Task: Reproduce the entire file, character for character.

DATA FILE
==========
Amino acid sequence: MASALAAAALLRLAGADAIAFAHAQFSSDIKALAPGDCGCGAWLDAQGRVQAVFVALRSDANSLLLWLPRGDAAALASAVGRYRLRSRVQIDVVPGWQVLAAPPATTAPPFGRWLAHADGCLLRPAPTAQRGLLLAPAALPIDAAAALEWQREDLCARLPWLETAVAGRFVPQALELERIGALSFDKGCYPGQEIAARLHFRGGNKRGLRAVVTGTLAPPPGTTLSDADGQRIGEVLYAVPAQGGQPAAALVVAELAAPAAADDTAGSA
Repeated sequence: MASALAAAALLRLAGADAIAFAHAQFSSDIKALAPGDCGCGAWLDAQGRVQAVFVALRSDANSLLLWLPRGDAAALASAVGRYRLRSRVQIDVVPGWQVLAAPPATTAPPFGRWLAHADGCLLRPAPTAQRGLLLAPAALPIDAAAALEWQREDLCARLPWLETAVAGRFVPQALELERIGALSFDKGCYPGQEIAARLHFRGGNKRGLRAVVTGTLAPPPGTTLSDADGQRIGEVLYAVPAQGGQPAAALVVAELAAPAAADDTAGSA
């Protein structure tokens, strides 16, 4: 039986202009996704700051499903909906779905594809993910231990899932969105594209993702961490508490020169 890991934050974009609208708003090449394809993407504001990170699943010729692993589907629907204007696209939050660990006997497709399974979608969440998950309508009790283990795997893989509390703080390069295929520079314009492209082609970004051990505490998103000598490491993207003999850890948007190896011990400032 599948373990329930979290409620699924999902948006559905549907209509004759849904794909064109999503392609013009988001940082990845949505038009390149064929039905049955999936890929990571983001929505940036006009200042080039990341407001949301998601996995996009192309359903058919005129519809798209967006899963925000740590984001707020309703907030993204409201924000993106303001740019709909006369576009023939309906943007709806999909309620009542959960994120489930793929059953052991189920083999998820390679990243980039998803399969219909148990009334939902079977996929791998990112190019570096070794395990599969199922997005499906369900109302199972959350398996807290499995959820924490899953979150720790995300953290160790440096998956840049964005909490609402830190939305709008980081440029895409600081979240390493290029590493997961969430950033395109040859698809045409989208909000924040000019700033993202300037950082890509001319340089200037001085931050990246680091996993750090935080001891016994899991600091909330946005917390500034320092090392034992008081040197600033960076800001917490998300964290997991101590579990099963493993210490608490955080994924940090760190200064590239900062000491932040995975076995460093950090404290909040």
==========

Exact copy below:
Amino acid sequence: MASALAAAALLRLAGADAIAFAHAQFSSDIKALAPGDCGCGAWLDAQGRVQAVFVALRSDANSLLLWLPRGDAAALASAVGRYRLRSRVQIDVVPGWQVLAAPPATTAPPFGRWLAHADGCLLRPAPTAQRGLLLAPAALPIDAAAALEWQREDLCARLPWLETAVAGRFVPQALELERIGALSFDKGCYPGQEIAARLHFRGGNKRGLRAVVTGTLAPPPGTTLSDADGQRIGEVLYAVPAQGGQPAAALVVAELAAPAAADDTAGSA
Repeated sequence: MASALAAAALLRLAGADAIAFAHAQFSSDIKALAPGDCGCGAWLDAQGRVQAVFVALRSDANSLLLWLPRGDAAALASAVGRYRLRSRVQIDVVPGWQVLAAPPATTAPPFGRWLAHADGCLLRPAPTAQRGLLLAPAALPIDAAAALEWQREDLCARLPWLETAVAGRFVPQALELERIGALSFDKGCYPGQEIAARLHFRGGNKRGLRAVVTGTLAPPPGTTLSDADGQRIGEVLYAVPAQGGQPAAALVVAELAAPAAADDTAGSA
């Protein structure tokens, strides 16, 4: 039986202009996704700051499903909906779905594809993910231990899932969105594209993702961490508490020169 890991934050974009609208708003090449394809993407504001990170699943010729692993589907629907204007696209939050660990006997497709399974979608969440998950309508009790283990795997893989509390703080390069295929520079314009492209082609970004051990505490998103000598490491993207003999850890948007190896011990400032 599948373990329930979290409620699924999902948006559905549907209509004759849904794909064109999503392609013009988001940082990845949505038009390149064929039905049955999936890929990571983001929505940036006009200042080039990341407001949301998601996995996009192309359903058919005129519809798209967006899963925000740590984001707020309703907030993204409201924000993106303001740019709909006369576009023939309906943007709806999909309620009542959960994120489930793929059953052991189920083999998820390679990243980039998803399969219909148990009334939902079977996929791998990112190019570096070794395990599969199922997005499906369900109302199972959350398996807290499995959820924490899953979150720790995300953290160790440096998956840049964005909490609402830190939305709008980081440029895409600081979240390493290029590493997961969430950033395109040859698809045409989208909000924040000019700033993202300037950082890509001319340089200037001085931050990246680091996993750090935080001891016994899991600091909330946005917390500034320092090392034992008081040197600033960076800001917490998300964290997991101590579990099963493993210490608490955080994924940090760190200064590239900062000491932040995975076995460093950090404290909040």